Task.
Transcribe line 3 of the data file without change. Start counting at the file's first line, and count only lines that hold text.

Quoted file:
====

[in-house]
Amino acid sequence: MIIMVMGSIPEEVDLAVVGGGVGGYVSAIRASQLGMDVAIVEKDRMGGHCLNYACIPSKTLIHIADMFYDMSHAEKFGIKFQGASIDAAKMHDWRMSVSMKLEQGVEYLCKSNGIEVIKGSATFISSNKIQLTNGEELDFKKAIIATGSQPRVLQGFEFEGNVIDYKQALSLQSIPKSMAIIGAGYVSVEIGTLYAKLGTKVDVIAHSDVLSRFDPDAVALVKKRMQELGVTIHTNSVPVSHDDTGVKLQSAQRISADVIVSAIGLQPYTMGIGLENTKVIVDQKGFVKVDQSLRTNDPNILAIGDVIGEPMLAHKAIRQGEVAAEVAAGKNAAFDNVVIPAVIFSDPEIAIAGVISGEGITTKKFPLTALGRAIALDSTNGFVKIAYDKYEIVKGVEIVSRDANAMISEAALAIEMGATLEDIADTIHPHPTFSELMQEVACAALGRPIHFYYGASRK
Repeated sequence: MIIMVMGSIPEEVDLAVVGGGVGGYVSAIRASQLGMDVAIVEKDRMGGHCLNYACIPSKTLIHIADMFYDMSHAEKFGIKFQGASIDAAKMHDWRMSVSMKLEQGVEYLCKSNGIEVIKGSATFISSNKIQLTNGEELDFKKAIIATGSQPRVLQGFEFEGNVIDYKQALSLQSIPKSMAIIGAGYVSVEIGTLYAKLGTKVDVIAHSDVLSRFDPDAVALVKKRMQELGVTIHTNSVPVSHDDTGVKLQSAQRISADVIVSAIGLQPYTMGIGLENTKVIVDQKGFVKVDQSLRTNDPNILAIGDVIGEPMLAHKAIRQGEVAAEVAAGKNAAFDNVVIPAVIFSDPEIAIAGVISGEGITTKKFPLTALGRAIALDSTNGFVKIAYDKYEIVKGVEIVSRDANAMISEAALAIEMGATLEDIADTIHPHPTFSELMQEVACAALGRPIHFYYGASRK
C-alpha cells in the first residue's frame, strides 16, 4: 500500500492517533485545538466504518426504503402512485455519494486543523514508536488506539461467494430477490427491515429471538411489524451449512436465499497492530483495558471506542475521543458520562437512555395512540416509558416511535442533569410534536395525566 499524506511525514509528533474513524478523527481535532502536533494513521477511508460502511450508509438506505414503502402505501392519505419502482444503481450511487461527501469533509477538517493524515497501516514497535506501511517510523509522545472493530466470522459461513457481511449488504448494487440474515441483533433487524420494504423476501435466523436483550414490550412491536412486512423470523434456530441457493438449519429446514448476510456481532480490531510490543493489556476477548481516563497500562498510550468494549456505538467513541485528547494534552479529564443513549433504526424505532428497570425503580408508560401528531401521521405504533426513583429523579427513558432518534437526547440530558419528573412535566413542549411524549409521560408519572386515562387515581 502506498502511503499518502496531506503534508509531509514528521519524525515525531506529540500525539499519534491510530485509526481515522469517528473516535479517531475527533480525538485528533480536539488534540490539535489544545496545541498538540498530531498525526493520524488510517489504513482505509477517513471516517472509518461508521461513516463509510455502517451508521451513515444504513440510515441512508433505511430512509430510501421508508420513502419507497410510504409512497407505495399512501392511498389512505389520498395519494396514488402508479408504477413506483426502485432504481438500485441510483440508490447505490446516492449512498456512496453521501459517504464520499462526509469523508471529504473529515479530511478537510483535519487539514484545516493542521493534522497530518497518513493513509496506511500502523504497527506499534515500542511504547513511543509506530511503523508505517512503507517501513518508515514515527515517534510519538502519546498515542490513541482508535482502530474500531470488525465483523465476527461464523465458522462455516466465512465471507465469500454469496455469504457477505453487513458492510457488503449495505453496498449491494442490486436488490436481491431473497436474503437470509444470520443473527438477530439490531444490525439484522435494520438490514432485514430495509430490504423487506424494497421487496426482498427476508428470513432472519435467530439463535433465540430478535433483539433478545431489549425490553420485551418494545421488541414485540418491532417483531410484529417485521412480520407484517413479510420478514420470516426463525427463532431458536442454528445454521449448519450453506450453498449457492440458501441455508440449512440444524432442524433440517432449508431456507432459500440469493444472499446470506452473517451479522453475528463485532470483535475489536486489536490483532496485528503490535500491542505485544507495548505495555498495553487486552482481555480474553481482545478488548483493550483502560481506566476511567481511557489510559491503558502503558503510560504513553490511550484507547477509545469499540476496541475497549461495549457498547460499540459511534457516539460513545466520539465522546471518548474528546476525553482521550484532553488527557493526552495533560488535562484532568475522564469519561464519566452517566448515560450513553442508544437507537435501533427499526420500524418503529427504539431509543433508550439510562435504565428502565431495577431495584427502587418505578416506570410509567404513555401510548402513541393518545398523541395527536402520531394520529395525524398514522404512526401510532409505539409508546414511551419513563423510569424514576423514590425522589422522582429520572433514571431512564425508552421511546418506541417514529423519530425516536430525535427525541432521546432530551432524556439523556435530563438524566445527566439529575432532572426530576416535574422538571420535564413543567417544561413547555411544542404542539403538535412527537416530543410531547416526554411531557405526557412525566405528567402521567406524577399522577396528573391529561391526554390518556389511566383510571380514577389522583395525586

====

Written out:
Repeated sequence: MIIMVMGSIPEEVDLAVVGGGVGGYVSAIRASQLGMDVAIVEKDRMGGHCLNYACIPSKTLIHIADMFYDMSHAEKFGIKFQGASIDAAKMHDWRMSVSMKLEQGVEYLCKSNGIEVIKGSATFISSNKIQLTNGEELDFKKAIIATGSQPRVLQGFEFEGNVIDYKQALSLQSIPKSMAIIGAGYVSVEIGTLYAKLGTKVDVIAHSDVLSRFDPDAVALVKKRMQELGVTIHTNSVPVSHDDTGVKLQSAQRISADVIVSAIGLQPYTMGIGLENTKVIVDQKGFVKVDQSLRTNDPNILAIGDVIGEPMLAHKAIRQGEVAAEVAAGKNAAFDNVVIPAVIFSDPEIAIAGVISGEGITTKKFPLTALGRAIALDSTNGFVKIAYDKYEIVKGVEIVSRDANAMISEAALAIEMGATLEDIADTIHPHPTFSELMQEVACAALGRPIHFYYGASRK